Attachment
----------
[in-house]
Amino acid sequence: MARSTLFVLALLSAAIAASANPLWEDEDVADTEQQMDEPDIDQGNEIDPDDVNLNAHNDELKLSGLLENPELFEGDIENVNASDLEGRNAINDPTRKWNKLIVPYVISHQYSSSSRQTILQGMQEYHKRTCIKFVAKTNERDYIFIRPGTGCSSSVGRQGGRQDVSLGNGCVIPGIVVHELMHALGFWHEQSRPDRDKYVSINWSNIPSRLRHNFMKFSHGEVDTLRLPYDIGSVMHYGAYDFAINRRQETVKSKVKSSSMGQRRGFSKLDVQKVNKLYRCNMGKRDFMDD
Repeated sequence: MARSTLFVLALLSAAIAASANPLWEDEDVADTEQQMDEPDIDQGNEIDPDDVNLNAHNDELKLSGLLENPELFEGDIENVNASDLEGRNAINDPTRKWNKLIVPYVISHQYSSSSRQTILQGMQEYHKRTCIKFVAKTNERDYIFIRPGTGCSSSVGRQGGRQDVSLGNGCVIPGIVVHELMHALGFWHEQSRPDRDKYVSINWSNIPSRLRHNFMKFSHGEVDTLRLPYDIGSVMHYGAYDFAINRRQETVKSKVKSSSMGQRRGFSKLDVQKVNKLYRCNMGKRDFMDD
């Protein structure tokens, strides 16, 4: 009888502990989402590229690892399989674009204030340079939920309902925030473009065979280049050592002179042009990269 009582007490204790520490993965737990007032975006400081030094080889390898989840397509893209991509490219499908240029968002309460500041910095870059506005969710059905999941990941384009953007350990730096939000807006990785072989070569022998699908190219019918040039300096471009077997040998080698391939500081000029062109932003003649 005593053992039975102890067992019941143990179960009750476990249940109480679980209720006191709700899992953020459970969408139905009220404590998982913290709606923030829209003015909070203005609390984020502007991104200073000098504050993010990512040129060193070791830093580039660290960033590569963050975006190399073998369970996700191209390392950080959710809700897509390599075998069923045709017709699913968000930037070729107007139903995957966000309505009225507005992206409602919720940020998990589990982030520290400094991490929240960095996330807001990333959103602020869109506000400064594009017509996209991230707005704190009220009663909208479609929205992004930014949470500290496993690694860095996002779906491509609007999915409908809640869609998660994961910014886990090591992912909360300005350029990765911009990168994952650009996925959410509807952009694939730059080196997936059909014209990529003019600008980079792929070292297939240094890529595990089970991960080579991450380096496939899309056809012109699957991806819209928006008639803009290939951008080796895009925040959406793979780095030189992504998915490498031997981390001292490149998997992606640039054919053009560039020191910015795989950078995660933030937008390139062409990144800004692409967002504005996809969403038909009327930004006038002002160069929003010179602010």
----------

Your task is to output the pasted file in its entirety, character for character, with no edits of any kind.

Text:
[in-house]
Amino acid sequence: MARSTLFVLALLSAAIAASANPLWEDEDVADTEQQMDEPDIDQGNEIDPDDVNLNAHNDELKLSGLLENPELFEGDIENVNASDLEGRNAINDPTRKWNKLIVPYVISHQYSSSSRQTILQGMQEYHKRTCIKFVAKTNERDYIFIRPGTGCSSSVGRQGGRQDVSLGNGCVIPGIVVHELMHALGFWHEQSRPDRDKYVSINWSNIPSRLRHNFMKFSHGEVDTLRLPYDIGSVMHYGAYDFAINRRQETVKSKVKSSSMGQRRGFSKLDVQKVNKLYRCNMGKRDFMDD
Repeated sequence: MARSTLFVLALLSAAIAASANPLWEDEDVADTEQQMDEPDIDQGNEIDPDDVNLNAHNDELKLSGLLENPELFEGDIENVNASDLEGRNAINDPTRKWNKLIVPYVISHQYSSSSRQTILQGMQEYHKRTCIKFVAKTNERDYIFIRPGTGCSSSVGRQGGRQDVSLGNGCVIPGIVVHELMHALGFWHEQSRPDRDKYVSINWSNIPSRLRHNFMKFSHGEVDTLRLPYDIGSVMHYGAYDFAINRRQETVKSKVKSSSMGQRRGFSKLDVQKVNKLYRCNMGKRDFMDD
């Protein structure tokens, strides 16, 4: 009888502990989402590229690892399989674009204030340079939920309902925030473009065979280049050592002179042009990269 009582007490204790520490993965737990007032975006400081030094080889390898989840397509893209991509490219499908240029968002309460500041910095870059506005969710059905999941990941384009953007350990730096939000807006990785072989070569022998699908190219019918040039300096471009077997040998080698391939500081000029062109932003003649 005593053992039975102890067992019941143990179960009750476990249940109480679980209720006191709700899992953020459970969408139905009220404590998982913290709606923030829209003015909070203005609390984020502007991104200073000098504050993010990512040129060193070791830093580039660290960033590569963050975006190399073998369970996700191209390392950080959710809700897509390599075998069923045709017709699913968000930037070729107007139903995957966000309505009225507005992206409602919720940020998990589990982030520290400094991490929240960095996330807001990333959103602020869109506000400064594009017509996209991230707005704190009220009663909208479609929205992004930014949470500290496993690694860095996002779906491509609007999915409908809640869609998660994961910014886990090591992912909360300005350029990765911009990168994952650009996925959410509807952009694939730059080196997936059909014209990529003019600008980079792929070292297939240094890529595990089970991960080579991450380096496939899309056809012109699957991806819209928006008639803009290939951008080796895009925040959406793979780095030189992504998915490498031997981390001292490149998997992606640039054919053009560039020191910015795989950078995660933030937008390139062409990144800004692409967002504005996809969403038909009327930004006038002002160069929003010179602010």